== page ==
Objectives: To examine the prevalence of high out-of-pocket burdens and self-perceived financial barriers to care among patients receiving hypertension treatment. Study Population: Persons 18 to 64 years receiving treatment for hypertension from a nationally representative sample of the US population from the 2007 to 2009 Medical Expenditure Panel Survey. Main Outcome Measures: The proportion of persons living in families with high a out-ofpocket burden associated with medical spending relative to income, defining high healthcare burden as spending on healthcare greater than 20% of income and high total burden as spending on healthcare and insurance premiums greater than 20% of income. Results: The prevalence of high total burdens was significantly greater for persons receiving treatment for hypertension (13.1%) compared with other chronically ill (10.5%) and well patients (5.3%). Among hypertension patients with high total burdens, 15.7% said they were unable to get care and 13.6% said they delayed care due to financial reasons. Self-perceived financial barriers were highest among the uninsured and those with public coverage: 35.2% among the uninsured and 23.9% among those with public coverage said they were unable to get care due to financial reasons. Conclusions: High burdens may deter patients from getting needed care. Our findings have 2 distinct policy implications. First, raising awareness among providers regarding the prevalence of high out-ofpocket burdens and financial barriers to care may encourage physicians to discuss healthcare coverage and associated costs with their patients. To the extent that patients' perceptions about their ability to pay are incorrect, physicians can help patients overcome barriers to treatment. Second, health plans could reduce patient cost sharing on drugs for which there is a strong body of evidence documenting cost-saving treatment such as antihypertensive medication. Addressing financial barriers to care may improve treatment adherence among patients with hypertension.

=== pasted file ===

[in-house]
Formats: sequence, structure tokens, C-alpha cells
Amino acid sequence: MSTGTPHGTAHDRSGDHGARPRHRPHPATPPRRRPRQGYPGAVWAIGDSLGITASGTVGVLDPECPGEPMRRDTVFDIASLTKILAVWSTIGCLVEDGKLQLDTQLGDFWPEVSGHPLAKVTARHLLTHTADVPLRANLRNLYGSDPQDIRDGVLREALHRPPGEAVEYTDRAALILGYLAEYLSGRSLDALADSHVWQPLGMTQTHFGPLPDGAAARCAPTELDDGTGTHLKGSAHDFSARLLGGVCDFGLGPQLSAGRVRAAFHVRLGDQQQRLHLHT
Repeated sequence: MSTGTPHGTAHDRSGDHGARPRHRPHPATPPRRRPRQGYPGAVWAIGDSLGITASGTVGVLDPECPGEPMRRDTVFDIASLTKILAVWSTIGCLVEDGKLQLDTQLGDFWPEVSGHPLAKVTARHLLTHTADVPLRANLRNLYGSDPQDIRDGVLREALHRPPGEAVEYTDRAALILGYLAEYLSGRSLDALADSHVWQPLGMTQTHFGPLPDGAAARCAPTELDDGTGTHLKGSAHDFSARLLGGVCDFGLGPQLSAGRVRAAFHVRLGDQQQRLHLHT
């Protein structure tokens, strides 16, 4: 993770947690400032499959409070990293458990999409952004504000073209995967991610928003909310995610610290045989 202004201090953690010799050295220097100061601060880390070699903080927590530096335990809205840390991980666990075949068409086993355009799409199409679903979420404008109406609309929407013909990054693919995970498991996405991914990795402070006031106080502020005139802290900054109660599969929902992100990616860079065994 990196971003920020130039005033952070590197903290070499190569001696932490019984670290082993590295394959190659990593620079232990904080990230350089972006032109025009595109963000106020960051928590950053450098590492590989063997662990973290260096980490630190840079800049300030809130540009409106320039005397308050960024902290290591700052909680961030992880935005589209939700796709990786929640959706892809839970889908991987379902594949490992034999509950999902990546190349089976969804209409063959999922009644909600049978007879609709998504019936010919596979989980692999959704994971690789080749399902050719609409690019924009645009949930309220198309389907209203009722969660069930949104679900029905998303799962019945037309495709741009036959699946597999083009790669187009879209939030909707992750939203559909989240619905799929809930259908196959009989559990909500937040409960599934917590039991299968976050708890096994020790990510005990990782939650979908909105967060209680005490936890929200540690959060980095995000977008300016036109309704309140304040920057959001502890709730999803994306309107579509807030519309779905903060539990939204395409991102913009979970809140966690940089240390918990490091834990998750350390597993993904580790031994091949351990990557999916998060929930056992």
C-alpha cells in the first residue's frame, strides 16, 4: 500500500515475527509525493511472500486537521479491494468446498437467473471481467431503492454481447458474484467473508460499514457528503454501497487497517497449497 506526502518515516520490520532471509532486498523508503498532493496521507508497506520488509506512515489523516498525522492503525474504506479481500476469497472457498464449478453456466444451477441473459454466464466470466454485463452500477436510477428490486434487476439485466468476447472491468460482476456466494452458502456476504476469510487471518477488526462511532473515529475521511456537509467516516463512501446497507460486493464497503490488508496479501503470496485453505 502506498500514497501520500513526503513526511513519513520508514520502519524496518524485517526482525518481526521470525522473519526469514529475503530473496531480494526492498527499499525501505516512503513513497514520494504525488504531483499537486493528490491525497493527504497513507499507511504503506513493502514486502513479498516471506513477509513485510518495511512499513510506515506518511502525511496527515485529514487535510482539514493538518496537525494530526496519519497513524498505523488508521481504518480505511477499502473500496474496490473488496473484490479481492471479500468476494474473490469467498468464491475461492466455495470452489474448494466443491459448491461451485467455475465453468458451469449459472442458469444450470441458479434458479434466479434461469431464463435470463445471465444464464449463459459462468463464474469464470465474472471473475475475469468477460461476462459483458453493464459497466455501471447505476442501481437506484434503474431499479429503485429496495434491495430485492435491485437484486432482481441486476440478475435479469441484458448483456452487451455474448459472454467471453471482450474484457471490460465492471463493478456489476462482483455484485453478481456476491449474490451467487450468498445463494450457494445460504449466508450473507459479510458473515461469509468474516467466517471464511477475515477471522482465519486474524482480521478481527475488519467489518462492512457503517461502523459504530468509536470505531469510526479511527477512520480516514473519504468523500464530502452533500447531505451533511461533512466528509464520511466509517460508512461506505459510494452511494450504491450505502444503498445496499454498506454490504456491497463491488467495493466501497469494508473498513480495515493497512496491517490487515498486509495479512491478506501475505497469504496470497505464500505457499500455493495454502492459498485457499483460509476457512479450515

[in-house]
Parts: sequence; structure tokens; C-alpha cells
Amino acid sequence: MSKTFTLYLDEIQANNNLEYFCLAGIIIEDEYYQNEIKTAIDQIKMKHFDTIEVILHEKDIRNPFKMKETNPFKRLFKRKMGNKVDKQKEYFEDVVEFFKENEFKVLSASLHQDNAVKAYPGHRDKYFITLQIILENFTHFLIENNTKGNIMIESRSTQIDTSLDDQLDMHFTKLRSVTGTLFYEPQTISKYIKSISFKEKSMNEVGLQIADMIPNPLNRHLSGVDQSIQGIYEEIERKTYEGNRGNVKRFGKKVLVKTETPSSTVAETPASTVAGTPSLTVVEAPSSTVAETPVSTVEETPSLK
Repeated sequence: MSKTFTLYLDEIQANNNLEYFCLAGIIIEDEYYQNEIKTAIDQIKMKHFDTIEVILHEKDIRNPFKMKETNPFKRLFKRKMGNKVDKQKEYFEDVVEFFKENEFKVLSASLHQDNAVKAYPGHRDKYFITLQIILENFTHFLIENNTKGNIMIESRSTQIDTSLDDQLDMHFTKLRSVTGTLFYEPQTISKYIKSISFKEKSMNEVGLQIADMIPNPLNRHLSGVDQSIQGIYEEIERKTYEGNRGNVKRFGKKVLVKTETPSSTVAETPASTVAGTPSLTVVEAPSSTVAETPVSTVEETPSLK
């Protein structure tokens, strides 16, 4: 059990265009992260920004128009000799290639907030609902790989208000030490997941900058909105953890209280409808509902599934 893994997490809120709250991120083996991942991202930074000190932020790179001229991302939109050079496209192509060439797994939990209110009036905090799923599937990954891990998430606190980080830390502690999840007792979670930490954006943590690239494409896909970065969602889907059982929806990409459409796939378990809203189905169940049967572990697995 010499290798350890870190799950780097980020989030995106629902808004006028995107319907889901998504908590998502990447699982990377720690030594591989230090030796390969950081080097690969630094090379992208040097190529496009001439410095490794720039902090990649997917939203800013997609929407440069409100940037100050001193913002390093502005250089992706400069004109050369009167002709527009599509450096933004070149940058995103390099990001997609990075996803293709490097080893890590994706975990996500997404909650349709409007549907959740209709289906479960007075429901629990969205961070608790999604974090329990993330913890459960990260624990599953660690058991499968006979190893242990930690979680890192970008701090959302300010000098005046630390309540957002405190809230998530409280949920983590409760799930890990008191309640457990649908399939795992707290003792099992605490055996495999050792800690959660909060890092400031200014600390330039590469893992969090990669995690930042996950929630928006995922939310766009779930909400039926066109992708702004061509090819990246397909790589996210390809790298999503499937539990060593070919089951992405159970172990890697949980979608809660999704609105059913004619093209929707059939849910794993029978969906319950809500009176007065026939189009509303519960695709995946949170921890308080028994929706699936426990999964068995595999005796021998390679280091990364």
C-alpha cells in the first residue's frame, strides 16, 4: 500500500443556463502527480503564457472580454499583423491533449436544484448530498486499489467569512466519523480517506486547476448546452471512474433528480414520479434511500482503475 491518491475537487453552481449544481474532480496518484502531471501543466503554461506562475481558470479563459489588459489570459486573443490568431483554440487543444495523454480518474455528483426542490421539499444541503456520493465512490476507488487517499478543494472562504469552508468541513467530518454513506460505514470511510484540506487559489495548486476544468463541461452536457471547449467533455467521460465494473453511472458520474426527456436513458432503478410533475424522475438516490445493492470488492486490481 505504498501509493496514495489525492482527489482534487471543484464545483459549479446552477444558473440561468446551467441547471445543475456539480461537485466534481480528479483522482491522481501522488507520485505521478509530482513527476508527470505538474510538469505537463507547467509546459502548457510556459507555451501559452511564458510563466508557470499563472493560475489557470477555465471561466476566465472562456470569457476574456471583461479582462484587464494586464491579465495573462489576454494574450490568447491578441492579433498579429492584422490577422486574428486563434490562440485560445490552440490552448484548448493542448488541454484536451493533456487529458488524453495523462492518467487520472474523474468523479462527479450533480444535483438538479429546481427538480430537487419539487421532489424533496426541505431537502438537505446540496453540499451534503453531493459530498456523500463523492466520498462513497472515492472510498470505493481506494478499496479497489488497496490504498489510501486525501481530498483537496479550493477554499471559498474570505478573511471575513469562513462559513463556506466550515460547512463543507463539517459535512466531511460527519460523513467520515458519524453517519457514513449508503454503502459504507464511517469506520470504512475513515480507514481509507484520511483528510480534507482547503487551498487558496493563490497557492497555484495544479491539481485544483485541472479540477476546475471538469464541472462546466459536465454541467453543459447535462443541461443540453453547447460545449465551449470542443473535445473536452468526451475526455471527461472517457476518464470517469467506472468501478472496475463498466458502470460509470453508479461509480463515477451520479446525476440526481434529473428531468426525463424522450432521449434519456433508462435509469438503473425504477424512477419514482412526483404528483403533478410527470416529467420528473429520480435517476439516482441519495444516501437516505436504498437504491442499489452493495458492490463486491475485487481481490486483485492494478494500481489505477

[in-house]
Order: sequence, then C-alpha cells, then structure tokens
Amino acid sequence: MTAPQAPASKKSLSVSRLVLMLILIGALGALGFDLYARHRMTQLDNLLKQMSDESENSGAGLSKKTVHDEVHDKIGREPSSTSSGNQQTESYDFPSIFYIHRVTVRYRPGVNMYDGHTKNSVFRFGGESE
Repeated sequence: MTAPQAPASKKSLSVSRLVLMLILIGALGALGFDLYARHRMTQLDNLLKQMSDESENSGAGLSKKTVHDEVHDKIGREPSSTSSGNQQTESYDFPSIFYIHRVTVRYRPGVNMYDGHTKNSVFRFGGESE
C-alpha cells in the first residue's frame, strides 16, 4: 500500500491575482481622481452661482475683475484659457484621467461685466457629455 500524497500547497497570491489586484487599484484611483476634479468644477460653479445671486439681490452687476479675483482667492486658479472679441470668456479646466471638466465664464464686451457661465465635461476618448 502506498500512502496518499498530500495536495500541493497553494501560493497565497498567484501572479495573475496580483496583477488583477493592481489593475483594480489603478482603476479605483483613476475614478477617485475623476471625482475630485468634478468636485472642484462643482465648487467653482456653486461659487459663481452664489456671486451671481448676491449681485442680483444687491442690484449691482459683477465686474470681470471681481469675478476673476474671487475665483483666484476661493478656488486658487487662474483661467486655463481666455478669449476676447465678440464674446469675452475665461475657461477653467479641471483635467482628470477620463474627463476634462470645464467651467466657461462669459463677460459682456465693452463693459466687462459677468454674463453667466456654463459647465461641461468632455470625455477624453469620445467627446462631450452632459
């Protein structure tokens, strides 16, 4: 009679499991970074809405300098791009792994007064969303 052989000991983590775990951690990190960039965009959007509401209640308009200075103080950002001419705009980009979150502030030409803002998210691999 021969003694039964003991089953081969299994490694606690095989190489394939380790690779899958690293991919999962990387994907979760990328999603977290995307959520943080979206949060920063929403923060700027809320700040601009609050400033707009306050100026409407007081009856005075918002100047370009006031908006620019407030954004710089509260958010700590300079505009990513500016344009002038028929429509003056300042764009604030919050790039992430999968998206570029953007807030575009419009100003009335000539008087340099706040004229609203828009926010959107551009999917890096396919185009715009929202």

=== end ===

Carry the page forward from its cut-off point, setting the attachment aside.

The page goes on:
|Original language||English (US)|
|Number of pages||8|
|Journal||American Journal of Managed Care|
|State||Published - May 2014|
ASJC Scopus subject areas
- Health Policy